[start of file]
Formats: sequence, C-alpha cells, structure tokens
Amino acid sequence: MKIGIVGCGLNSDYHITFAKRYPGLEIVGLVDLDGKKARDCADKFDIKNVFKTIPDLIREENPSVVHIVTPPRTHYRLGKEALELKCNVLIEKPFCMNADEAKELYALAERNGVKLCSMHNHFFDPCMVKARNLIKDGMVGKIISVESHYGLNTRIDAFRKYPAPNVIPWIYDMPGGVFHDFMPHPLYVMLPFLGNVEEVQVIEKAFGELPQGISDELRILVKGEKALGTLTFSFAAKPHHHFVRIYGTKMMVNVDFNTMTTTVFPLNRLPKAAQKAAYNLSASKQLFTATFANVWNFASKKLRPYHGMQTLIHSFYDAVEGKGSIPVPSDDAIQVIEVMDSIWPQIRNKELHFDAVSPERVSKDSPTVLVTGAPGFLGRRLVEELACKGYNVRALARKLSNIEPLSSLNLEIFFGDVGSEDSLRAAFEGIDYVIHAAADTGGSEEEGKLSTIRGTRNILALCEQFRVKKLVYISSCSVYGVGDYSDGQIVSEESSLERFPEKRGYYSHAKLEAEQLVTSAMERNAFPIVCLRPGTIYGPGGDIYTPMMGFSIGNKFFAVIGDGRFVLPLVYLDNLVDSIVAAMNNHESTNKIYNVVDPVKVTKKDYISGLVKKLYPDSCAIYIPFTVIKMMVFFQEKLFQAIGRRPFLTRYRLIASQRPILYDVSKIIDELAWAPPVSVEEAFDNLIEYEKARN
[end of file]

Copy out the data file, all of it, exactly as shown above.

Formats: sequence, C-alpha cells, structure tokens
Amino acid sequence: MKIGIVGCGLNSDYHITFAKRYPGLEIVGLVDLDGKKARDCADKFDIKNVFKTIPDLIREENPSVVHIVTPPRTHYRLGKEALELKCNVLIEKPFCMNADEAKELYALAERNGVKLCSMHNHFFDPCMVKARNLIKDGMVGKIISVESHYGLNTRIDAFRKYPAPNVIPWIYDMPGGVFHDFMPHPLYVMLPFLGNVEEVQVIEKAFGELPQGISDELRILVKGEKALGTLTFSFAAKPHHHFVRIYGTKMMVNVDFNTMTTTVFPLNRLPKAAQKAAYNLSASKQLFTATFANVWNFASKKLRPYHGMQTLIHSFYDAVEGKGSIPVPSDDAIQVIEVMDSIWPQIRNKELHFDAVSPERVSKDSPTVLVTGAPGFLGRRLVEELACKGYNVRALARKLSNIEPLSSLNLEIFFGDVGSEDSLRAAFEGIDYVIHAAADTGGSEEEGKLSTIRGTRNILALCEQFRVKKLVYISSCSVYGVGDYSDGQIVSEESSLERFPEKRGYYSHAKLEAEQLVTSAMERNAFPIVCLRPGTIYGPGGDIYTPMMGFSIGNKFFAVIGDGRFVLPLVYLDNLVDSIVAAMNNHESTNKIYNVVDPVKVTKKDYISGLVKKLYPDSCAIYIPFTVIKMMVFFQEKLFQAIGRRPFLTRYRLIASQRPILYDVSKIIDELAWAPPVSVEEAFDNLIEYEKARN